As expected, the inverse and leveraged ETFs have the same issues with daily rebalancing—but they are magnified.

These simple examples assume the ETF is exactly following the underlying index in the advertised manner. In reality, fund managers cannot exactly mimic the index, therefore the tracking error must be taken into account (the difference between the index tracked and the actual ETF value). Add fees and expenses, and the returns could be much lower.

You can invest in inverse and leveraged ETFs through the ETF fund sponsor or through your brokerage firm.

Inverse and leveraged ETFs are not suited for most investors. They are highly risky and extremely volatile.

For an investor to consider such investments, they should comprise only a small portion of a well-diversified portfolio.

Inverse and leveraged ETFs are generally geared toward short-term traders rather than long-term, buy-and-hold investors.

The tax implications on these specialty ETFs are complicated and might require the help of a tax professional.

In order to magnify returns, leveraged ETFs might use swaps and futures, which disqualifies ETFs from the traditional in-kind redemption process that has given ETFs a reputation of tax efficiency.

For investors with a high tolerance for risk and volatility, leveraged ETFs are an easy way to gain magnified exposure to the market on a daily basis.

Inverse ETFs allow for investors to bet against the market on a daily basis without having to make complicated trades using short sells, swaps, futures or options.

Inverse and leveraged ETFs are extremely risky. The daily rebalancing means the performance may not be what you would expect. As the examples showed, you may end up losing much more than you bargained for.

Due to the nature of the investments that are made to maintain the advertised structure of the ETF, investors are subject to a different set of tax rules. While plain-vanilla ETFs are known for tax efficiency, inverse and leveraged ETFs may not have that same characteristic.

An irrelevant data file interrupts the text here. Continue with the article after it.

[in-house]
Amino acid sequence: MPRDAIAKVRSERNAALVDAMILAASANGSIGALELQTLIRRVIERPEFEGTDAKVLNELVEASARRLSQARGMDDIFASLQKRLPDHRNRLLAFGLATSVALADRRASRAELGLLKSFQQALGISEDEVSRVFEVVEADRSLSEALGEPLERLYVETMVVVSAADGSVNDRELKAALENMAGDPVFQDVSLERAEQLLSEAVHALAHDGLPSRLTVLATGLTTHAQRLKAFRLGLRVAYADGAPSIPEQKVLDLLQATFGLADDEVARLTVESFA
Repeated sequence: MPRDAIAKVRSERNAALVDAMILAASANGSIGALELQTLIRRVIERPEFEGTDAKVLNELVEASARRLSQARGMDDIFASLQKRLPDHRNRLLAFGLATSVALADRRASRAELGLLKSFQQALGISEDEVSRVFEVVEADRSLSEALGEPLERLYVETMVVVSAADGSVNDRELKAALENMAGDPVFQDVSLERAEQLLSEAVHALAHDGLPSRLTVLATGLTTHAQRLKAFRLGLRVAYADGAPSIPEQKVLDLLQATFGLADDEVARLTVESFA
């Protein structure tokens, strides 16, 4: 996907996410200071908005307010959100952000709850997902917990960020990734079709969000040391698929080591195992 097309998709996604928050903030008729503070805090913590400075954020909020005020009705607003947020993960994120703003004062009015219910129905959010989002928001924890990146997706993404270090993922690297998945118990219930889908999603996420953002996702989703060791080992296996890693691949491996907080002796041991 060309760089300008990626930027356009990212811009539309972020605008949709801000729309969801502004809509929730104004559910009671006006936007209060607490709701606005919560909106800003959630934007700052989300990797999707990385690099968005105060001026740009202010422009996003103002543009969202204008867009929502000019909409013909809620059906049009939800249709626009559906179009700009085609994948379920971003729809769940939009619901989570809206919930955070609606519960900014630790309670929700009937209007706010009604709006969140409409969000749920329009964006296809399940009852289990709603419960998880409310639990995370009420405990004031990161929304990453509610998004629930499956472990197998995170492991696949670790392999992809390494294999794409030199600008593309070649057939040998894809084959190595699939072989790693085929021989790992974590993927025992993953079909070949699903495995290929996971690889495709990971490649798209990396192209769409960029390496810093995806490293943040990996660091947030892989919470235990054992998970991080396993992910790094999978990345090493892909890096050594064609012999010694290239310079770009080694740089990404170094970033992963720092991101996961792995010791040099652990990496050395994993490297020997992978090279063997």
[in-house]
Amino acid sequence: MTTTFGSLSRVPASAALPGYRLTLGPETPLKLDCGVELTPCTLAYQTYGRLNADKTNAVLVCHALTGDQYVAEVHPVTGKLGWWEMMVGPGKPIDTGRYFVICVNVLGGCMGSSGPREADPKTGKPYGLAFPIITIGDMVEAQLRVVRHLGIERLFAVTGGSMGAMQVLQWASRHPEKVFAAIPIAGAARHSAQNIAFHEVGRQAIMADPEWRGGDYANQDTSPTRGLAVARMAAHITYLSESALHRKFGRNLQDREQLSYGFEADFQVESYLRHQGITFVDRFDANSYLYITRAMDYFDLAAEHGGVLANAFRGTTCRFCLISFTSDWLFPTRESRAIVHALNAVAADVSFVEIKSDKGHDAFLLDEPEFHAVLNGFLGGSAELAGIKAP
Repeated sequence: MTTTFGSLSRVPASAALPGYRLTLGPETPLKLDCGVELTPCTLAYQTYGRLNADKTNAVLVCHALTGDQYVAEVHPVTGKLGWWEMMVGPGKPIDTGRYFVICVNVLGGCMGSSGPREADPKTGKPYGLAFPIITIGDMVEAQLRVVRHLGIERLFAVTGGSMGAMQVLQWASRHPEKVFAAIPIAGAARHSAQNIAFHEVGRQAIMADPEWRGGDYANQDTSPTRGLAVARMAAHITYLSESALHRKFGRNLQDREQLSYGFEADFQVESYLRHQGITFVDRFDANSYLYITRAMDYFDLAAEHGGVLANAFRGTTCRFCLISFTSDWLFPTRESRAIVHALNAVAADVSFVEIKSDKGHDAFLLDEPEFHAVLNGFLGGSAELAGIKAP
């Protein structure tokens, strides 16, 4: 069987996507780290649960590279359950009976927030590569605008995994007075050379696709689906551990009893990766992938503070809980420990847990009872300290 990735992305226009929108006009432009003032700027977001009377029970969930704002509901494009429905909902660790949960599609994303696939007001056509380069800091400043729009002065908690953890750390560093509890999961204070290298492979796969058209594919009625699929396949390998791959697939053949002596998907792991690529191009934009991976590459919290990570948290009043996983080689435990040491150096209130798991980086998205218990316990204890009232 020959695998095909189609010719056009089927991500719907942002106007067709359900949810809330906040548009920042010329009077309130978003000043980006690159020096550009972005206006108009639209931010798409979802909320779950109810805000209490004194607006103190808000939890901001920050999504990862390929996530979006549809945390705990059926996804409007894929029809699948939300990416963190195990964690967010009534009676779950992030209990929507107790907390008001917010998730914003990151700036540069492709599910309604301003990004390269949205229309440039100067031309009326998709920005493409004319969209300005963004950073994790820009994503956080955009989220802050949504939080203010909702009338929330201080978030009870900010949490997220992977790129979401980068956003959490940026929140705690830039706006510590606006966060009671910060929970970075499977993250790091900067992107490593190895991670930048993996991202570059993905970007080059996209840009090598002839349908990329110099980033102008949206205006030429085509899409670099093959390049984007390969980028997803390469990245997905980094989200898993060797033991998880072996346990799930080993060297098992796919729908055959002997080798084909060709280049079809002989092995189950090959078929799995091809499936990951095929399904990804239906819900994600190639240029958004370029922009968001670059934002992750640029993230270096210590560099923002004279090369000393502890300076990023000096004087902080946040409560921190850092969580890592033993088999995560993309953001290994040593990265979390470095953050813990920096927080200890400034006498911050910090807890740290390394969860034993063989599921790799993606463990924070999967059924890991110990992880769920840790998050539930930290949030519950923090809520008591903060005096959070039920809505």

www.aaii.com

Each year, AAII publishes a Guide to ETFs. You can read this year’s guide by going to www.aaii.com/guides.

The online edition includes performance data on over 1,479 ETFs, including those employing leverage and inverse strategies.

www.investopedia.com

Investopedia is a Web site devoted to defining and explaining financial words and terms. Enter “inverse ETF” and “leveraged ETF” into the search box for articles discussing various aspects of each investment (scroll down past the sponsored links and dictionary terms).

→ Cara Scatizzi is a former associate financial analyst at AAII.

** Paul** from Florida posted over 3 years ago:

I have been trading leveraged and inverse leveraged ETFs daily, 2-3 hours a day, with good results. Profit:Loss ratio now at 91%:9%, and 15% for overall performance 2010 to date. While I realize this day trading investment approach is risky, my results seem to me to be very good over 2010. My investments, were they to fail completely, will not impact my financial security.

Can you supply something other than warnings against this investment approach? I would appreciate input beyond my own models and rules, though these are working well so far.

Thank you.

** Scott Sneddon** from California posted 8 months ago:

Too bad this discussion didn't go anywhere. I've been interested in using the weakness in holding these products as an advantage. For example, if holding UVXY long will result in less return than expected, then why not short it while the market is heading up? This would have worked incredibly well over this past year in particular.